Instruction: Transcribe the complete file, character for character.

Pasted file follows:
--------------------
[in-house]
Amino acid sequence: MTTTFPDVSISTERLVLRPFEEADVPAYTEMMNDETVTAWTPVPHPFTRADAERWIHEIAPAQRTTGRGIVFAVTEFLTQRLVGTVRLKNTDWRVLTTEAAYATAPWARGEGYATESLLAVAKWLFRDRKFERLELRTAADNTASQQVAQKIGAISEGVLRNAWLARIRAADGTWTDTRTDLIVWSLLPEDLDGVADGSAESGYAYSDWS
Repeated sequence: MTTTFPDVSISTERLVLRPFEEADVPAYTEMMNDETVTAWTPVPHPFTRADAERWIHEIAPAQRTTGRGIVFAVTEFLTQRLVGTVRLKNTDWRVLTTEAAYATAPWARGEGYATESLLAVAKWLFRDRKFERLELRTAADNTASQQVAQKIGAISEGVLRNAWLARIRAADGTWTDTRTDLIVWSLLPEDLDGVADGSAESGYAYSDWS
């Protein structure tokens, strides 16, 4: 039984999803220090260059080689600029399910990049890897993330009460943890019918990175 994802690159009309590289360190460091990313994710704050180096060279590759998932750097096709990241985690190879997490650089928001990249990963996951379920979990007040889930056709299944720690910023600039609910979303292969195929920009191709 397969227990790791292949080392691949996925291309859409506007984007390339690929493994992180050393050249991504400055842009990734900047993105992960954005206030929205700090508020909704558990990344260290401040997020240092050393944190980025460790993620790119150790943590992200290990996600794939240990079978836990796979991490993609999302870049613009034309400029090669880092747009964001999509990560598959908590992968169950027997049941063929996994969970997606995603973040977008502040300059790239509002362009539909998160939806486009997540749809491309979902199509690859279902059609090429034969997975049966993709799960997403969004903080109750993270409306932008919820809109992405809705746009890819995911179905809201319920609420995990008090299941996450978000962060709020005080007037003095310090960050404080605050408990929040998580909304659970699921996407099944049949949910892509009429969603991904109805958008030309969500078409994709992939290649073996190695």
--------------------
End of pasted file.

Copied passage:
[in-house]
Amino acid sequence: MTTTFPDVSISTERLVLRPFEEADVPAYTEMMNDETVTAWTPVPHPFTRADAERWIHEIAPAQRTTGRGIVFAVTEFLTQRLVGTVRLKNTDWRVLTTEAAYATAPWARGEGYATESLLAVAKWLFRDRKFERLELRTAADNTASQQVAQKIGAISEGVLRNAWLARIRAADGTWTDTRTDLIVWSLLPEDLDGVADGSAESGYAYSDWS
Repeated sequence: MTTTFPDVSISTERLVLRPFEEADVPAYTEMMNDETVTAWTPVPHPFTRADAERWIHEIAPAQRTTGRGIVFAVTEFLTQRLVGTVRLKNTDWRVLTTEAAYATAPWARGEGYATESLLAVAKWLFRDRKFERLELRTAADNTASQQVAQKIGAISEGVLRNAWLARIRAADGTWTDTRTDLIVWSLLPEDLDGVADGSAESGYAYSDWS
């Protein structure tokens, strides 16, 4: 039984999803220090260059080689600029399910990049890897993330009460943890019918990175 994802690159009309590289360190460091990313994710704050180096060279590759998932750097096709990241985690190879997490650089928001990249990963996951379920979990007040889930056709299944720690910023600039609910979303292969195929920009191709 397969227990790791292949080392691949996925291309859409506007984007390339690929493994992180050393050249991504400055842009990734900047993105992960954005206030929205700090508020909704558990990344260290401040997020240092050393944190980025460790993620790119150790943590992200290990996600794939240990079978836990796979991490993609999302870049613009034309400029090669880092747009964001999509990560598959908590992968169950027997049941063929996994969970997606995603973040977008502040300059790239509002362009539909998160939806486009997540749809491309979902199509690859279902059609090429034969997975049966993709799960997403969004903080109750993270409306932008919820809109992405809705746009890819995911179905809201319920609420995990008090299941996450978000962060709020005080007037003095310090960050404080605050408990929040998580909304659970699921996407099944049949949910892509009429969603991904109805958008030309969500078409994709992939290649073996190695």